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Failed Breakout/Breakdown Trade Strategy

Updated: Apr 24

Failed Breakout/Breakdown Trade

In our last blog, we talked about a Breakout Trade Strategy, to capture momentum after a key level had been broken. Now, what happens if your breakout trades are not breaking out, but failing?

Over the last 12 months, the ES (S&P500) has been extremely choppy ping ponging between 4300 and 3800. Pure breakouts have been few and far between. If you are not familiar with the Breakout Trade Strategy, please review this blog

One way to counter this is to identify Failed Breakouts and Failed Breakdowns and how to trade them for profit. Most large runs (either long or short) will start with a failed break out or failed breakdown. For going long, a low is taken out (looks like a breakdown to the short side) stops are run and then the price reverses. These false breakdowns happen daily. Learning how to identify them takes practice but has become one of my key setups.

Here is diagram of the Failed Breakout and Failed Breakdown for a failed break out Long (sell below) and a failed Breakdown short (buy above)

The 2b reversal pattern (also called “spring pattern”) occurs when the price appears to be breaking out then suddenly bounces back in the opposite direction, forming a false breakout. Picture credit to Adam Mancini Substack @adammancini4

Another way to look at a failed breakout/breakdown is when prices moves through an identified level of support or resistance but does not have enough momentum to maintain its direction. This failed breakout signifies there is not enough buying support (in a long trade) or selling support (in a short trade) to keep pushing the price above or below the support level. There will be many traders getting into a position long (see breakout trade) thus, “trapping “ these traders for the failed break out short.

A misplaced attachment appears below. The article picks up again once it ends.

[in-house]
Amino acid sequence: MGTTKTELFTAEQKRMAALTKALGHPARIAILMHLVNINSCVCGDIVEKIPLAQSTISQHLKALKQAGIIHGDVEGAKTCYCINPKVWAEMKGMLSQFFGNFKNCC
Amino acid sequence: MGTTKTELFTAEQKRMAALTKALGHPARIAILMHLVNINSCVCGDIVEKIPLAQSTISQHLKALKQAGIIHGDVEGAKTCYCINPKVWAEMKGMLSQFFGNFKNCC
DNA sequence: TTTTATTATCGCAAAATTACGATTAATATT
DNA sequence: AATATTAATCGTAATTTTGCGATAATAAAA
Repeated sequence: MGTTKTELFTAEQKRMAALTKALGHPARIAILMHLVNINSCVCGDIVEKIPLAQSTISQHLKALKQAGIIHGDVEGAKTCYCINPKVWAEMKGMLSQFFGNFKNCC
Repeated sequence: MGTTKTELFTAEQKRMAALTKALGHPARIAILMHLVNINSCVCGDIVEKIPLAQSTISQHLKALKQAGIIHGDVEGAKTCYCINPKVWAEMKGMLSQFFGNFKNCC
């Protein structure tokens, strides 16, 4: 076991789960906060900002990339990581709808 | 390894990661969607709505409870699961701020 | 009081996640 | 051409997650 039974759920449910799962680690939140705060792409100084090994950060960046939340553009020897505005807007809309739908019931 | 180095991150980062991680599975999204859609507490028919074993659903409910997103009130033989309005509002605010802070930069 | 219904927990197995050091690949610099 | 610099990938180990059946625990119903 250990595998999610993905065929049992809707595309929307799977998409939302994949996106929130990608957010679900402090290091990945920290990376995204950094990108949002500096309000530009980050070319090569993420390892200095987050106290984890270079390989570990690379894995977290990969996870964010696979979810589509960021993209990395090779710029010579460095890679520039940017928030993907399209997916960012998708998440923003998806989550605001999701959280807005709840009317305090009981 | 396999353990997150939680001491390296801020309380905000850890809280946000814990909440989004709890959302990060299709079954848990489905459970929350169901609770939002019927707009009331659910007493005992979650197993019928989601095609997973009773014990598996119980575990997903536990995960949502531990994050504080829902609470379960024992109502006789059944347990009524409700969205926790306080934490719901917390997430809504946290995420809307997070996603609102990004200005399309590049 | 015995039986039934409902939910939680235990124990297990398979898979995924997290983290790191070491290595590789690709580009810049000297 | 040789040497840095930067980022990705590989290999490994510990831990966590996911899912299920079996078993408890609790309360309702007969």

Last week was a prime example of a failed breakdown trade (FBD). The June 14th RTH low was set at 4399 (FOMC report) and was hit again at the overnight low on June 15th. Once this low was broken 90 minutes later (from a 8:30 ET CPI report) the support area seemed to have been broken, setting up an opportunity for a breakdown short.

Note, we were below the 89 and 200 moving averages, so the indicators were there for a short.

Traders piled in short, becoming trapped and subsequently the market ripped long for almost 100 pts during the RTH trading hours. Classic Failed Breakdown Trade!

I can look for the breakout or breakdown, but once my stop is hit (fails) then I can quickly switch directions. Typically I look to enter the trade 3-7 points above the failed breakdown (in this case 3-7 points above 4399).

Trading multiple contracts, I will get out of 75% of my contracts at my first target. In this case 4420 and leave my remaining contracts as a runner with a trailing stop that stays below the last lower high on a 15 min chart.

Trading breakouts and failed breakdowns takes practice. The first step is identifying areas of support and resistance. Knowing the Previous Day High/Low and Overnight High/Low is a great place to start.

Good luck and trade well!

Rob B

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